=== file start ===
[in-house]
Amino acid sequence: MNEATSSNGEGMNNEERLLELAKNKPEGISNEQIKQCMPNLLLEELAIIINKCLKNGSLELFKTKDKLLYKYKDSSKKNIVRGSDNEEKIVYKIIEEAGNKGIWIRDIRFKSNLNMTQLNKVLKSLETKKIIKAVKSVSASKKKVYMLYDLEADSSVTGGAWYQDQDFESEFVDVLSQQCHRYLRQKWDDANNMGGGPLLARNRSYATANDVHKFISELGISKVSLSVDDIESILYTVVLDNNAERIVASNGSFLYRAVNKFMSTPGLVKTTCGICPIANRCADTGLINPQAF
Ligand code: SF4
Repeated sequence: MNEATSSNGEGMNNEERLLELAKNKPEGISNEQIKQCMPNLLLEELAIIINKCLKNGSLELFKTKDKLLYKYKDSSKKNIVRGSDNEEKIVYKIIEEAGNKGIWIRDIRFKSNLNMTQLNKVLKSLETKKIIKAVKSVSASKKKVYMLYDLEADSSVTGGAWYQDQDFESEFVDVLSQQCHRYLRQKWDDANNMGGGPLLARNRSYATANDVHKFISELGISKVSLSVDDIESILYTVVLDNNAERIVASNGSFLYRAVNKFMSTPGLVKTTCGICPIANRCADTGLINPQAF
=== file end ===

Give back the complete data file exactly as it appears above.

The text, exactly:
[in-house]
Amino acid sequence: MNEATSSNGEGMNNEERLLELAKNKPEGISNEQIKQCMPNLLLEELAIIINKCLKNGSLELFKTKDKLLYKYKDSSKKNIVRGSDNEEKIVYKIIEEAGNKGIWIRDIRFKSNLNMTQLNKVLKSLETKKIIKAVKSVSASKKKVYMLYDLEADSSVTGGAWYQDQDFESEFVDVLSQQCHRYLRQKWDDANNMGGGPLLARNRSYATANDVHKFISELGISKVSLSVDDIESILYTVVLDNNAERIVASNGSFLYRAVNKFMSTPGLVKTTCGICPIANRCADTGLINPQAF
Ligand code: SF4
Repeated sequence: MNEATSSNGEGMNNEERLLELAKNKPEGISNEQIKQCMPNLLLEELAIIINKCLKNGSLELFKTKDKLLYKYKDSSKKNIVRGSDNEEKIVYKIIEEAGNKGIWIRDIRFKSNLNMTQLNKVLKSLETKKIIKAVKSVSASKKKVYMLYDLEADSSVTGGAWYQDQDFESEFVDVLSQQCHRYLRQKWDDANNMGGGPLLARNRSYATANDVHKFISELGISKVSLSVDDIESILYTVVLDNNAERIVASNGSFLYRAVNKFMSTPGLVKTTCGICPIANRCADTGLINPQAF